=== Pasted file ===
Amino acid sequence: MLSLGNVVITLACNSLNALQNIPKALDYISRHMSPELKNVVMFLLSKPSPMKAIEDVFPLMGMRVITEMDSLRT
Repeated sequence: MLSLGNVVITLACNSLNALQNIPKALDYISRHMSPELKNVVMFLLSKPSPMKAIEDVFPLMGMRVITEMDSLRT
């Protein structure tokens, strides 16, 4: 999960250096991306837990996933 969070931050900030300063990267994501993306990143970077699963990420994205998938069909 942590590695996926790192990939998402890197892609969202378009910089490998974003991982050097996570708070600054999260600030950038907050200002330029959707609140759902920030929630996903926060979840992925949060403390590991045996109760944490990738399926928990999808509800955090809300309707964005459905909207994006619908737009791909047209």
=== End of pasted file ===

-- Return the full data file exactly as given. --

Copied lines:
Amino acid sequence: MLSLGNVVITLACNSLNALQNIPKALDYISRHMSPELKNVVMFLLSKPSPMKAIEDVFPLMGMRVITEMDSLRT
Repeated sequence: MLSLGNVVITLACNSLNALQNIPKALDYISRHMSPELKNVVMFLLSKPSPMKAIEDVFPLMGMRVITEMDSLRT
């Protein structure tokens, strides 16, 4: 999960250096991306837990996933 969070931050900030300063990267994501993306990143970077699963990420994205998938069909 942590590695996926790192990939998402890197892609969202378009910089490998974003991982050097996570708070600054999260600030950038907050200002330029959707609140759902920030929630996903926060979840992925949060403390590991045996109760944490990738399926928990999808509800955090809300309707964005459905909207994006619908737009791909047209």